Serendipity to the Max

So remember how I was telling you I needed ideas for a short documentary? Well I found an idea yesterday and am already done filming my short.
The way the idea/opportunity came about was perfect…
I was forty minutes early to my Marketing class, and already on campus, I decided to get a latte and sit outside on a bench to enjoy the beautiful day. I called Shiloh, one of my good friends who is currently living in Maryland, and we chatted for a while. It had been quite some time since we’d talked, and it was nice to catch up.
I got off the phone with about ten minutes to spare before class started. As I was headed into Price Hall, I heard music coming from the grassy area around the other side of the building. Obviously curious, I walked around and came upon an eight-piece band jamming out on the grass between Price and Wagner. They were fantastic. Their music was a blend of rock and folk music, and the eight of them looked like they were having more fun than should be legal. You could tell instantly that they connected with each other and were passionately in love with playing music.
I was hooked. I sat down on a nearby bench and listened to another song. The time ticked by. I really didn’t want to go to class, but I knew I had to, since it was an attendance day.
There was a pause between songs, and the guys approached the scattering of surrounding spectators, encouraging them to come out to the Deli (a local bar) to watch them play that night.
And then it hit me. And before I stopped to think of all the practical reasons why this might not be the best idea, I popped up from the bench and approached them. Immediately encouraged by their smiles and receptive attention, I told them that I was a film major and needed to make a short documentary by the end of the week. I asked them if they would be willing to let me record their show that night and document them.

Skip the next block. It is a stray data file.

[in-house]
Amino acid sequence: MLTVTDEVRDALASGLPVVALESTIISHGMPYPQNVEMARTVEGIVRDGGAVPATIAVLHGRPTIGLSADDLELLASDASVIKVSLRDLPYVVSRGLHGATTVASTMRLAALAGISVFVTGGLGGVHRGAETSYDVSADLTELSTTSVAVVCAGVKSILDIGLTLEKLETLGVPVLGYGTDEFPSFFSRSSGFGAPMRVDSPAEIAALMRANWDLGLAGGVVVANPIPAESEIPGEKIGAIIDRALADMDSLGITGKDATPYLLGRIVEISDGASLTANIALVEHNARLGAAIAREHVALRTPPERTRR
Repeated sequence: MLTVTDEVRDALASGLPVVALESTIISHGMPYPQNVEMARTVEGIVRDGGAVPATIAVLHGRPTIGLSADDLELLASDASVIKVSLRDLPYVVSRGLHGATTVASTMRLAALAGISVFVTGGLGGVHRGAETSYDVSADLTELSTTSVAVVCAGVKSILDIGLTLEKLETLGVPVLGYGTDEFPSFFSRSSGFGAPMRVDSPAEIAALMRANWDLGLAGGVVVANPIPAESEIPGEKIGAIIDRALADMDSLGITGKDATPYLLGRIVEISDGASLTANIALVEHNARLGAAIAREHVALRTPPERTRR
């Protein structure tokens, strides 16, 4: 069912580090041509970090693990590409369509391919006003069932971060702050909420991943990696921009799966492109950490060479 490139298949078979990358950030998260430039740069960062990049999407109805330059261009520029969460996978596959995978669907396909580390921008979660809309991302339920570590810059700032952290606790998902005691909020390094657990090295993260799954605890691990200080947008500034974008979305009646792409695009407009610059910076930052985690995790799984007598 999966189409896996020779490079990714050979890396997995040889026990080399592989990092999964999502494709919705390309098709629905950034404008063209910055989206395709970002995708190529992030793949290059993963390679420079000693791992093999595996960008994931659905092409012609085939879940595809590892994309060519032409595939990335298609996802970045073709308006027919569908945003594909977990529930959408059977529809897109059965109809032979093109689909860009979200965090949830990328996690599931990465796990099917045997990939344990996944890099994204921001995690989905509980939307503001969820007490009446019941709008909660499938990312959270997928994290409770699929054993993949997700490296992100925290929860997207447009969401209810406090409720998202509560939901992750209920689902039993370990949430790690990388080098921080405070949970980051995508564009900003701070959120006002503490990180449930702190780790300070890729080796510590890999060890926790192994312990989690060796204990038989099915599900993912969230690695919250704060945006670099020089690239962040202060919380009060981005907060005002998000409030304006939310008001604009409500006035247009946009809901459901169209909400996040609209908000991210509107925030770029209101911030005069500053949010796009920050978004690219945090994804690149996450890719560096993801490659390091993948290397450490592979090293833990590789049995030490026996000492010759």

Instant nods in consent.
I introduced myself to all eight of them, remembered half their names immediately (which is a huge accomplishment for me), and got the phone number of the guy in charge (Todd). Before I ran into class, I miraculously remembered to ask them the name of their band.
“The Giving Tree Band,” said Todd. They named it after the Shel Silverstein book by the same name.
I went to my Marketing class in a bit of a euphoria. I had a story!
Of course, by the time class was over at six, my stomach was in knots. I didn’t have a camera and I didn’t have any crew members. I certainly couldn’t do the thing alone, and I really needed at least two cameras to successfully film a live concert. On top of that, I had only three hours to round all this up, because the band started setting up at nine.
The next hour and a half was filled with frantic texts and phone calls to everyone who might possibly have free time, a camera, or both. My friends came through for me. I managed to round up three cameras and one fellow filmmaker to film with me. I also was able to find another person to drive me around to pick up those cameras and then take me to Best Buy to buy miniDV tapes and AA batteries. I have awesome friends.
I then spent another frantic hour or so google-ing the bejeezees out of the band. And I found a ton of interesting things about them. For example, they are an entirely eco-friendly band. They are all vegans, don’t smoke or drink, and drive a van fueled by biodiesel. Their last album was recorded in an entirely carbon-neutral building, and they camped out at a local state park nearby during the recording session, biking ten miles in and ten miles out every morning to the “studio” (and ultimately commuting over 500 miles on bike). Very interesting people, by the looks of their website.
So when nine came around, I was ready. Or as ready as I’d ever be. I was so nervous that my hands were shaking. I’d never filmed a live concert before.